Worth a try.
Yakiniku Like has got a great reputation in Japan for being a convenient and affordable yakiniku eatery. Think of it as a fast-food eatery, but for yakiniku. When it first opened its doors in PLQ mall early 2020, it created quite a buzz with set meals starting from $9.80 nett. Now, 10 moons later, my visit on a weekday afternoon during an off timing like 230pm still had an hour of waiting before my turn. I can only imagine the horrendous waiting time if I were to visit on a weekend or during peak hours.
The interior sits less than 50 pax, and there is sufficient space between tables, uncharacteristic of informal yakiniku restaurants in Japan where they try to pack as many patrons together as possible. They even have seatings for singles which faces nobody so you won’t feel awkward if you’re dining alone.
The Prime Karubi and Rosu set is probably for those who want to splurge a little more than usual, but find that the Wagyu Steak set ($19.80 for 120g) is a little too over the top for a place like this. Don’t get me wrong; Yakiniku Like is clean and fuss free, but the main downside is their 40 minute dining time. I certainly wouldn’t like to gobble up a wagyu steak in 40 minutes!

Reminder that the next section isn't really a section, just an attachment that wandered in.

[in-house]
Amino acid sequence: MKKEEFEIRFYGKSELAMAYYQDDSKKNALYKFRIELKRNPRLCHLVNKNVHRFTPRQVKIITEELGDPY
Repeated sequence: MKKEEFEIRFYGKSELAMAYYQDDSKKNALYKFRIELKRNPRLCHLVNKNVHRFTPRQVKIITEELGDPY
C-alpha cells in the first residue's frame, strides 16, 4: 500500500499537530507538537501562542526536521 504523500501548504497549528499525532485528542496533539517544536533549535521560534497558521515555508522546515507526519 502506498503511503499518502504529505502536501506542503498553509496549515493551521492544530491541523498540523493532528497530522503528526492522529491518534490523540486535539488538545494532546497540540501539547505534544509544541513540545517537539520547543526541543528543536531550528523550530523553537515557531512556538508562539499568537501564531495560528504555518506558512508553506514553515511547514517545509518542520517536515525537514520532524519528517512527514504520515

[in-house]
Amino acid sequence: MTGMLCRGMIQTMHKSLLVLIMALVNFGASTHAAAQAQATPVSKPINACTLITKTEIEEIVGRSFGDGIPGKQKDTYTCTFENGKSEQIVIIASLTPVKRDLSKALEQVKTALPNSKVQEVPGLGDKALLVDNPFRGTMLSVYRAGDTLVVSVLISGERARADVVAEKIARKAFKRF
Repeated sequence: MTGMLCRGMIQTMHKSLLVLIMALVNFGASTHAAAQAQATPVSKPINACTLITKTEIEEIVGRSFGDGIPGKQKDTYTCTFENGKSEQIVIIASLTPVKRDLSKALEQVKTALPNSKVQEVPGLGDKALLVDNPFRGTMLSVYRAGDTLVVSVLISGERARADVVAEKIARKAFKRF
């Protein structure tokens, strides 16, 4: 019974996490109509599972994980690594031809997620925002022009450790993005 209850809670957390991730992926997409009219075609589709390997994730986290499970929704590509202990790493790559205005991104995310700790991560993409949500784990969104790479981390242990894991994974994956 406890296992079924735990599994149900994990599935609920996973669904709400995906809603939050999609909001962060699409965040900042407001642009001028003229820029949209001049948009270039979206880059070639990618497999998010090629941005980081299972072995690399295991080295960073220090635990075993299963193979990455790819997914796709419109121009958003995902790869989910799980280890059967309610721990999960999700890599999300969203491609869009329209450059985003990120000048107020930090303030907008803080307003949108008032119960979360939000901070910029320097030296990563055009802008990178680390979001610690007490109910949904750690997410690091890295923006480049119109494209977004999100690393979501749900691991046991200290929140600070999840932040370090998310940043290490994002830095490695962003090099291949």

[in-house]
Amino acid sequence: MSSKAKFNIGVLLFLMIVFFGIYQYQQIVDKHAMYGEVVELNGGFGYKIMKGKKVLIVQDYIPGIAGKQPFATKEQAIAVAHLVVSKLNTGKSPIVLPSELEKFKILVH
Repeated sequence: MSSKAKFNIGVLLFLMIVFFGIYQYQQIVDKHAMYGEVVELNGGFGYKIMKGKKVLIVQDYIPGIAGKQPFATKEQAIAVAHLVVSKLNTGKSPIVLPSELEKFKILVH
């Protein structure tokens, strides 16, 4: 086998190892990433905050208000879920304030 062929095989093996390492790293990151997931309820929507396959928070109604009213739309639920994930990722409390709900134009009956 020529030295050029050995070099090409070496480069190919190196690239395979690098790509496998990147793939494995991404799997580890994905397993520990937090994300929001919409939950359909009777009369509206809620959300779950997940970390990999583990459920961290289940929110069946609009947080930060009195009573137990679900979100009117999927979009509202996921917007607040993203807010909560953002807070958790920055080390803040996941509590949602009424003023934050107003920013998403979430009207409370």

Each set comes with a bowl of rice (pro-tip: get the largest sized; the price is the same and you would need the carbs to fill up your tummy in place of more meat), a soup and a choice of either kimchi or salad.
The Prime Karubi and Rosu set is essentially beef short ribs and beef chuck. I was slightly disappointed that the quality of the meat wasn’t what I had expected in terms of fat to meat ratio. Not that it mattered a lot though, because the meat is so thinly sliced that it is easy to eat after grilling. By that I mean there’s no good bite to the meat; each piece was gone before I knew it. The house seasoning that came with the meat thankfully, was rather flavourful and goes well with the fluffy white rice.
I felt a little shortchanged here because beef short ribs is something that I eat on a weekly basis whether at home or at restaurants, and this off-shaped short rib (it looked normal in the pictures above but I got a shock after I removed the slices of beef chucks) just screams like it was the leftover ends of the meat.
While the entry level sets do come off as being very affordable, they are definitely not meant to be filling. The pinch comes when you either upgrade your meat (but still be stuck with a meagre amount), or increase the amount of lower tiered meat. Think trice before you do that though, because you’ll eventually be faced with a dilemma — given the long queues and limited dining time (I reiterate, 40 minutes!), is it still worth paying so much for a meal at Yakiniku Like? On the other hand, is it worth waiting so long just to spend a little bit on a meal (starting from $9.80 for 100g) that is hardly substantial? My take is that you’re better off having better and more comfortable yakiniku experiences elsewhere.
Nevertheless, Yakiniku Like is still worth a try for the novelty. Just be prepared to brave the long queue and don’t expect the quality to be mind-blowing.
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